Photonics: Harnessing the Power and Speed of Light

Forget those pokey copper wires — the optical network and the technology of photonics is the medium of the future. The electronics industry underlies most of our present technology, but electronics has nearly reached its speed limit. As the demand for faster speed grows, the need for systems based on photonics grows. Photonics, a $170 billion-a-year industry and one of the fastest growing high-tech industries in the world today, is the technology of generating and harnessing light and other forms of radiant energy whose quantum unit is the photon. The science of photonics includes light emission, transmission, deflection, amplification and detection by optical components and instruments, lasers and other light sources, fiber optics, electro-optical instrumentation, related hardware and electronics, and sophisticated systems. This practical application of light is the technology cornerstone of the future. Just as emerging developments in electronics beginning in the 1960’s laid the groundwork for an explosion of innovative products, services, and entirely new industries in the late 20th century, so photonics is providing a broad foundation for new opportunities as we enter the new millennium. Photonic devices and applications underlie new developments in such diverse industries as telecommunications, health care, aerospace, business equipment, consumer electronics, and entertainment.

This breakthrough technology transmits data, video, and voice in the form of light over glass, instead of using electrons over copper — the method of choice since the telephone was invented more than 100 years ago. Because light on glass is startlingly more efficient, it is increasing the capacity of communications systems by staggering amounts. A single optical fiber is able to carry the equivalent of 300,000,000 simultaneous telephone calls. With the latest optical technology, a single strand of fiber thinner than a human hair can now carry every phone call, e-mail, and web page used by every person in the world. Combine that kind of speed with the omnipresence of the Internet, and the implications are profound.

For example, downloading a digital movie today takes more than seven hours over the fastest cable modem. With an optical connection, it could be done in four seconds flat. By replacing copper cables with glass, new photonic networks can span the globe with light highways linking cities, countries and continents and capable of transmitting information via multiple channels of different wavelengths. This new photonic technology enables, for the first time, sufficient capacity to meet the forecast demand for fully interactive, multimedia internet services. Now, a fiber strand can be split into 80 or even 160 different colors, each capable of carrying its own stream of data. And the speed at which bits flow along the fiber-optic cables has increased.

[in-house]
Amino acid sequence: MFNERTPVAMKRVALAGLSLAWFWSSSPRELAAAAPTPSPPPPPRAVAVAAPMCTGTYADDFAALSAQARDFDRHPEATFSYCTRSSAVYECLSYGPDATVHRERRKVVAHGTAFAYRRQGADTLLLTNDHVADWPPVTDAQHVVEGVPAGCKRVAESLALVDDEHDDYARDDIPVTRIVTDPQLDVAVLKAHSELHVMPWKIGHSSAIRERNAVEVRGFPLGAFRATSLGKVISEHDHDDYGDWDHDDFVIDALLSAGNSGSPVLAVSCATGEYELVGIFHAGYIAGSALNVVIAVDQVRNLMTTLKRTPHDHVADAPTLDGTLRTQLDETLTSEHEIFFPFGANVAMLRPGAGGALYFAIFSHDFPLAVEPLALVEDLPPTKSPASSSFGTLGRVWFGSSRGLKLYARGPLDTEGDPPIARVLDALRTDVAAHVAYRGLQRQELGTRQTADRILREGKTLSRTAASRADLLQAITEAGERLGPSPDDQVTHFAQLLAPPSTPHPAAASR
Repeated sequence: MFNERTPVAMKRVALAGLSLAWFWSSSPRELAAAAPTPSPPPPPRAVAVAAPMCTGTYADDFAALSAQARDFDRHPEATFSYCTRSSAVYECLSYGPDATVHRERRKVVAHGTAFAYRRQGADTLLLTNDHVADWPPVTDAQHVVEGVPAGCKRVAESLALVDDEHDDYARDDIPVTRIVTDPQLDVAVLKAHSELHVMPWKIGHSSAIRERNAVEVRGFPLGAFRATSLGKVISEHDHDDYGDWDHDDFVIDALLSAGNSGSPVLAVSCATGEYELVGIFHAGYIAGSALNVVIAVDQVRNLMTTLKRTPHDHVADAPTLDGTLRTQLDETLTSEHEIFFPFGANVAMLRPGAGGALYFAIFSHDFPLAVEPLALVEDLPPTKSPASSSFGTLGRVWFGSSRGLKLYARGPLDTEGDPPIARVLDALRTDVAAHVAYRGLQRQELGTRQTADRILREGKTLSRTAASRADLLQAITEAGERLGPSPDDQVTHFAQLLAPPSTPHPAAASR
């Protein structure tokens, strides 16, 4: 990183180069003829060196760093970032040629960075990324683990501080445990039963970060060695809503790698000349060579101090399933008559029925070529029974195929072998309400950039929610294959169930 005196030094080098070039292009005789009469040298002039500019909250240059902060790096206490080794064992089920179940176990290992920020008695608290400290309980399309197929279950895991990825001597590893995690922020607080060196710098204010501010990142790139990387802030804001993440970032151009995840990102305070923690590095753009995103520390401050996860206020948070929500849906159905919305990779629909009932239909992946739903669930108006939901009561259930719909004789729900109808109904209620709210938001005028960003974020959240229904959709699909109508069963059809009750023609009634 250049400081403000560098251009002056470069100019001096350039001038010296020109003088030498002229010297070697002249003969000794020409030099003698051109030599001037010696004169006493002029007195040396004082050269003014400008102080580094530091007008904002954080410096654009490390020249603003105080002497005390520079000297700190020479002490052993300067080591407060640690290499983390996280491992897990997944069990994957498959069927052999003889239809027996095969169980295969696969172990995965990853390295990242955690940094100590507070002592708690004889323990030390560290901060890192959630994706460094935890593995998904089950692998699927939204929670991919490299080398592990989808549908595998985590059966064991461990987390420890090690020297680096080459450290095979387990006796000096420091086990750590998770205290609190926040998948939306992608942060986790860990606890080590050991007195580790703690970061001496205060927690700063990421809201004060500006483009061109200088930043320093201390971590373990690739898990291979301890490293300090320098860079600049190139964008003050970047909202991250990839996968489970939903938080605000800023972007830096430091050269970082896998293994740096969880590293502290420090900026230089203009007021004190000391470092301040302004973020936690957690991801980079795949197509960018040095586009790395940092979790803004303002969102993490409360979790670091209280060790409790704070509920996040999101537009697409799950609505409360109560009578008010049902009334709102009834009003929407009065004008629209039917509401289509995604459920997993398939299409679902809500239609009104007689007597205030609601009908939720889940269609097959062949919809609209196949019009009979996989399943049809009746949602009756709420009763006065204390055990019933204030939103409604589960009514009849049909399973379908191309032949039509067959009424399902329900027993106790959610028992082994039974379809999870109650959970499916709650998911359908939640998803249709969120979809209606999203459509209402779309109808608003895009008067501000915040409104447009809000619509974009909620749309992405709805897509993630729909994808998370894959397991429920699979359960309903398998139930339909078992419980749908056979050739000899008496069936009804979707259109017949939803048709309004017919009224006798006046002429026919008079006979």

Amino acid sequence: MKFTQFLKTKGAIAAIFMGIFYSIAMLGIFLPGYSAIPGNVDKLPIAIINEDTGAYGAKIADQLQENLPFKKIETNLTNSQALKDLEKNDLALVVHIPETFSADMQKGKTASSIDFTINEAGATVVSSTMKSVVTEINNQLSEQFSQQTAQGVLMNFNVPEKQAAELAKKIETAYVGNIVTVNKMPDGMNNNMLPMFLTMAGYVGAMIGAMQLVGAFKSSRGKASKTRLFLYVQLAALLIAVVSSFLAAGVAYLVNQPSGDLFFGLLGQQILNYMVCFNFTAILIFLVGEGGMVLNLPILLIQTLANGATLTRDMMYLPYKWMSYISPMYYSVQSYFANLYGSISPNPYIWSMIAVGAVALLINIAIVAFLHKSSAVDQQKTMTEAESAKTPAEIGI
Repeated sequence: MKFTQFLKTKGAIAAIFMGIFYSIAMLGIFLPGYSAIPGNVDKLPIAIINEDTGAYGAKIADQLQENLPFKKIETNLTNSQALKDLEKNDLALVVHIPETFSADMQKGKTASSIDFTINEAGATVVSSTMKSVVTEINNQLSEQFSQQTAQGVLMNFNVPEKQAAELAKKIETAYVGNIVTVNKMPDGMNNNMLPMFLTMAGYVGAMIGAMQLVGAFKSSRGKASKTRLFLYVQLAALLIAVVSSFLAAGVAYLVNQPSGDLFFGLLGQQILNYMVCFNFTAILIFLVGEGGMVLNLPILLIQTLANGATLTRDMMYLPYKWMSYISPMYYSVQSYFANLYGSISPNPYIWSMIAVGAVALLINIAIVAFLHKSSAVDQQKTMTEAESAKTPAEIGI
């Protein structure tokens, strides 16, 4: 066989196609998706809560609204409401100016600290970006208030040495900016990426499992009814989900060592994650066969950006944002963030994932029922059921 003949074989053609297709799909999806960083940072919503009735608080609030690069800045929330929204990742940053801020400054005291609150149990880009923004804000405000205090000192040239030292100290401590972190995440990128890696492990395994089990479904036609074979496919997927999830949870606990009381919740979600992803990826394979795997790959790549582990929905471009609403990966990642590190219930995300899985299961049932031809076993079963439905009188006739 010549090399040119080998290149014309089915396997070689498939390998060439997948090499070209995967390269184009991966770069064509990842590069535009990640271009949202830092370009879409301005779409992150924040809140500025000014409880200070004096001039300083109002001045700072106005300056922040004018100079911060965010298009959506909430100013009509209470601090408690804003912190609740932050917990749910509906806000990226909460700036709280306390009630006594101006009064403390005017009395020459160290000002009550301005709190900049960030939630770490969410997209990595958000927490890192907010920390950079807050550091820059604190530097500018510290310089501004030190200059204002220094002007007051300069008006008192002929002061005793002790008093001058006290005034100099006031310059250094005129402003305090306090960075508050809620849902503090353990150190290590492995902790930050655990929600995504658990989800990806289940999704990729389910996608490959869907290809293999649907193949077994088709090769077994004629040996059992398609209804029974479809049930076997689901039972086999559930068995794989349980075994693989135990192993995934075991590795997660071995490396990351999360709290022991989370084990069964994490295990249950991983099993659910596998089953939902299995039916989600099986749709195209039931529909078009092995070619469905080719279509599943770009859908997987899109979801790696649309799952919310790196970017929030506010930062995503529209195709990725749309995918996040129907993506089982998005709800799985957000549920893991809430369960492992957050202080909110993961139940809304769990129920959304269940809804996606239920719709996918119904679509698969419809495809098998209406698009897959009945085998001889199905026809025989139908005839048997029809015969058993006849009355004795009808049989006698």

All told, technological improvements have boosted the capacity of a strand of fiber 18,000-fold, to 800 gigabits or more, over the past 20 years. And more big innovations are on the way. The photons that carry information on the optical network still have to be converted into electrical format to be regenerated and sent over even greater distances. That slows down traffic, and it’s expensive. Telecommunications companies are racing to build optical gear that will eliminate the need for most optical-to-electrical conversions. As optical technology pushes deeper into the mainstream of modern life, it is bound to have a profound impact on the way people live their daily lives. The real importance of optical technology transcends the technology itself, and will have wide-ranging implications.

Photonics is also having a major impact in the medical and biotechnology fields. Biophotonics has many applications in the fields of medicine, genetics, biology, agriculture and environmental science. It has a history of success in solving clinical and research problems through such products and techniques as spectroscopy, lasers, microscopy, imaging and fiber optics. An explosion of advances in biophotonics is opening up new possibilities for the diagnosis and treatment of disease. Advanced medical instrumentation, new approaches to minimally invasive surgery based on photonic imaging technologies, and light-activated pharmaceuticals are just a few of the emerging opportunities.
Prepared by Western Carolina University, College of Applied Sciences, March 2001
Sources:, The Photonics Dictionary, The Photonics Center at Boston University, Australian Photonics CRC, University of Pittsburgh Physics and Astronomy Dept., SUNY Institute of Technology Photonics Program, Business Week